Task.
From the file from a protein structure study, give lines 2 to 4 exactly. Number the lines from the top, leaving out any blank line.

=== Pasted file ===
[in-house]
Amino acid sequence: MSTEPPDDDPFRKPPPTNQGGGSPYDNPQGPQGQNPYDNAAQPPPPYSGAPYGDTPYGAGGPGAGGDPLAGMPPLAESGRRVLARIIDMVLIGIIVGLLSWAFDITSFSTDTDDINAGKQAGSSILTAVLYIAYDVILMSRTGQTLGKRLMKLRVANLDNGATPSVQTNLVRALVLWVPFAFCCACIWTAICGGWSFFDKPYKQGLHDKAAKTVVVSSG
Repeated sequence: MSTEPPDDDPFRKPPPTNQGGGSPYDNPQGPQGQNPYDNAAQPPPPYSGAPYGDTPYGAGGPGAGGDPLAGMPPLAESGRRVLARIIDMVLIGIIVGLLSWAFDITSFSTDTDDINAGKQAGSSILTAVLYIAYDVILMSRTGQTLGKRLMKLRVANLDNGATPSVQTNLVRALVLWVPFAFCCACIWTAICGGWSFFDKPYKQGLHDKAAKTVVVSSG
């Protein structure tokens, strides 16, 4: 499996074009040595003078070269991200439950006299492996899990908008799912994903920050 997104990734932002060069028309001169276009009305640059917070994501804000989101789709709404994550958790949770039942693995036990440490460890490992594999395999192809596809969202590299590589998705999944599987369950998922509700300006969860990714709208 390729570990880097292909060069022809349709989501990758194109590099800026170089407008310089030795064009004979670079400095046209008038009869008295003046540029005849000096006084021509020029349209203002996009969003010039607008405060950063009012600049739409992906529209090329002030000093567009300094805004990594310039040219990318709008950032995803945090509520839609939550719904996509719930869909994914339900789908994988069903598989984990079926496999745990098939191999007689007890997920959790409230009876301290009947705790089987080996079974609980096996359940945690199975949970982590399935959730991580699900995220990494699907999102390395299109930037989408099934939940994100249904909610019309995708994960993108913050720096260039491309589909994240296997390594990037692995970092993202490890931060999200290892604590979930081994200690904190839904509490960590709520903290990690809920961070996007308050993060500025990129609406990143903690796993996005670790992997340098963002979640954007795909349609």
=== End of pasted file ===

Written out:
Amino acid sequence: MSTEPPDDDPFRKPPPTNQGGGSPYDNPQGPQGQNPYDNAAQPPPPYSGAPYGDTPYGAGGPGAGGDPLAGMPPLAESGRRVLARIIDMVLIGIIVGLLSWAFDITSFSTDTDDINAGKQAGSSILTAVLYIAYDVILMSRTGQTLGKRLMKLRVANLDNGATPSVQTNLVRALVLWVPFAFCCACIWTAICGGWSFFDKPYKQGLHDKAAKTVVVSSG
Repeated sequence: MSTEPPDDDPFRKPPPTNQGGGSPYDNPQGPQGQNPYDNAAQPPPPYSGAPYGDTPYGAGGPGAGGDPLAGMPPLAESGRRVLARIIDMVLIGIIVGLLSWAFDITSFSTDTDDINAGKQAGSSILTAVLYIAYDVILMSRTGQTLGKRLMKLRVANLDNGATPSVQTNLVRALVLWVPFAFCCACIWTAICGGWSFFDKPYKQGLHDKAAKTVVVSSG
């Protein structure tokens, strides 16, 4: 499996074009040595003078070269991200439950006299492996899990908008799912994903920050 997104990734932002060069028309001169276009009305640059917070994501804000989101789709709404994550958790949770039942693995036990440490460890490992594999395999192809596809969202590299590589998705999944599987369950998922509700300006969860990714709208 390729570990880097292909060069022809349709989501990758194109590099800026170089407008310089030795064009004979670079400095046209008038009869008295003046540029005849000096006084021509020029349209203002996009969003010039607008405060950063009012600049739409992906529209090329002030000093567009300094805004990594310039040219990318709008950032995803945090509520839609939550719904996509719930869909994914339900789908994988069903598989984990079926496999745990098939191999007689007890997920959790409230009876301290009947705790089987080996079974609980096996359940945690199975949970982590399935959730991580699900995220990494699907999102390395299109930037989408099934939940994100249904909610019309995708994960993108913050720096260039491309589909994240296997390594990037692995970092993202490890931060999200290892604590979930081994200690904190839904509490960590709520903290990690809920961070996007308050993060500025990129609406990143903690796993996005670790992997340098963002979640954007795909349609």